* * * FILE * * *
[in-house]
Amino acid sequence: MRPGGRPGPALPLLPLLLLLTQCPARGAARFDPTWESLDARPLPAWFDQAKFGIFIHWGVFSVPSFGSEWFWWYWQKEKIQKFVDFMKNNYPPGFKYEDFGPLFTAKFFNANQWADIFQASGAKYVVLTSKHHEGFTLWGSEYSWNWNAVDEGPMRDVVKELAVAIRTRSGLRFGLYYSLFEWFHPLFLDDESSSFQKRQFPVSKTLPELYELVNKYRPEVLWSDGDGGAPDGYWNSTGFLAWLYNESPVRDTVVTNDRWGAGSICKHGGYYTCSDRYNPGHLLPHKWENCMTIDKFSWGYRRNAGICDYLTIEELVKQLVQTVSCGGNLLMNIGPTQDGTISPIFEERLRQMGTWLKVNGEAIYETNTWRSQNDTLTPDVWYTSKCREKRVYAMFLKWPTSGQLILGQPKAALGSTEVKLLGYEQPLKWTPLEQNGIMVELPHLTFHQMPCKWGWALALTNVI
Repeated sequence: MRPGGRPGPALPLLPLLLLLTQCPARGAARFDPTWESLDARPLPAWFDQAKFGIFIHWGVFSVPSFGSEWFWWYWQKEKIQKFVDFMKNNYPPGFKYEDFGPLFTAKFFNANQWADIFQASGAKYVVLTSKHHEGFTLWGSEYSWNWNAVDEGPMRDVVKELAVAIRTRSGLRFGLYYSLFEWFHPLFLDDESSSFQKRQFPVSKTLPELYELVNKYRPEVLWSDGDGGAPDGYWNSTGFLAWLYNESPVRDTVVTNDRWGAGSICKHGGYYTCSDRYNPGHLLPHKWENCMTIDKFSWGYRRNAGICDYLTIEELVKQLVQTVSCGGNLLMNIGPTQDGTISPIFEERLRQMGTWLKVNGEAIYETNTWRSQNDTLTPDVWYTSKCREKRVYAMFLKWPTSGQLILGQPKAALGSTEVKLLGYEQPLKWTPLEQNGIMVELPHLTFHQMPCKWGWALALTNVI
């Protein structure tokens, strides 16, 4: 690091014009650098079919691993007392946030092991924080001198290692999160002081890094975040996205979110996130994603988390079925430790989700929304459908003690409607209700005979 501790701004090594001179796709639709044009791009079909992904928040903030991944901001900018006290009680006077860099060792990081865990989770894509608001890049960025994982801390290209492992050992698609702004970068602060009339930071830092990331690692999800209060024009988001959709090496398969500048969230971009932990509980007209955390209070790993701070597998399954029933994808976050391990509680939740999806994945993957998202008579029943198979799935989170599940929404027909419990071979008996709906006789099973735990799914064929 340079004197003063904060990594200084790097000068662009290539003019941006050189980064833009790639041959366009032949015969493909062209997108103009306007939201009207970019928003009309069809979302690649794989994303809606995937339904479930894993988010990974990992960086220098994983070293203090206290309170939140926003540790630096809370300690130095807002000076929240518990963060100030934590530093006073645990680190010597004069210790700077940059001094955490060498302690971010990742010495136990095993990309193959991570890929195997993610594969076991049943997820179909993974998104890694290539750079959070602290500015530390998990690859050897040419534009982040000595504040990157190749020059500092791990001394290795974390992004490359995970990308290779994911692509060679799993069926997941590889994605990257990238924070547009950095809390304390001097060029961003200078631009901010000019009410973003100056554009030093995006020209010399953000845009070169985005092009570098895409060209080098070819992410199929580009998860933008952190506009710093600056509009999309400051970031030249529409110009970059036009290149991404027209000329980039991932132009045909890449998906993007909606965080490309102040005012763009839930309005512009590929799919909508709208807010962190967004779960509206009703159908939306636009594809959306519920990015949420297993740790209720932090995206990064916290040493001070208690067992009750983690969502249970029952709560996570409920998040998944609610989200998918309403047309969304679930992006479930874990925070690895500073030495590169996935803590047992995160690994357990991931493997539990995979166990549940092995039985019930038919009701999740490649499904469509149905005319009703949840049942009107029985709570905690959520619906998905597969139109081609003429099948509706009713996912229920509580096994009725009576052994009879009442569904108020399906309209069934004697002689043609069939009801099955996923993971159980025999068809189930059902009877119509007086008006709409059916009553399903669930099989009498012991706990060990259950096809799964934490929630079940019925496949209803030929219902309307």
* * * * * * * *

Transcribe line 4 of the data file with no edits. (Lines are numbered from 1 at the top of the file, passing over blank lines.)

């Protein structure tokens, strides 16, 4: 690091014009650098079919691993007392946030092991924080001198290692999160002081890094975040996205979110996130994603988390079925430790989700929304459908003690409607209700005979 501790701004090594001179796709639709044009791009079909992904928040903030991944901001900018006290009680006077860099060792990081865990989770894509608001890049960025994982801390290209492992050992698609702004970068602060009339930071830092990331690692999800209060024009988001959709090496398969500048969230971009932990509980007209955390209070790993701070597998399954029933994808976050391990509680939740999806994945993957998202008579029943198979799935989170599940929404027909419990071979008996709906006789099973735990799914064929 340079004197003063904060990594200084790097000068662009290539003019941006050189980064833009790639041959366009032949015969493909062209997108103009306007939201009207970019928003009309069809979302690649794989994303809606995937339904479930894993988010990974990992960086220098994983070293203090206290309170939140926003540790630096809370300690130095807002000076929240518990963060100030934590530093006073645990680190010597004069210790700077940059001094955490060498302690971010990742010495136990095993990309193959991570890929195997993610594969076991049943997820179909993974998104890694290539750079959070602290500015530390998990690859050897040419534009982040000595504040990157190749020059500092791990001394290795974390992004490359995970990308290779994911692509060679799993069926997941590889994605990257990238924070547009950095809390304390001097060029961003200078631009901010000019009410973003100056554009030093995006020209010399953000845009070169985005092009570098895409060209080098070819992410199929580009998860933008952190506009710093600056509009999309400051970031030249529409110009970059036009290149991404027209000329980039991932132009045909890449998906993007909606965080490309102040005012763009839930309005512009590929799919909508709208807010962190967004779960509206009703159908939306636009594809959306519920990015949420297993740790209720932090995206990064916290040493001070208690067992009750983690969502249970029952709560996570409920998040998944609610989200998918309403047309969304679930992006479930874990925070690895500073030495590169996935803590047992995160690994357990991931493997539990995979166990549940092995039985019930038919009701999740490649499904469509149905005319009703949840049942009107029985709570905690959520619906998905597969139109081609003429099948509706009713996912229920509580096994009725009576052994009879009442569904108020399906309209069934004697002689043609069939009801099955996923993971159980025999068809189930059902009877119509007086008006709409059916009553399903669930099989009498012991706990060990259950096809799964934490929630079940019925496949209803030929219902309307």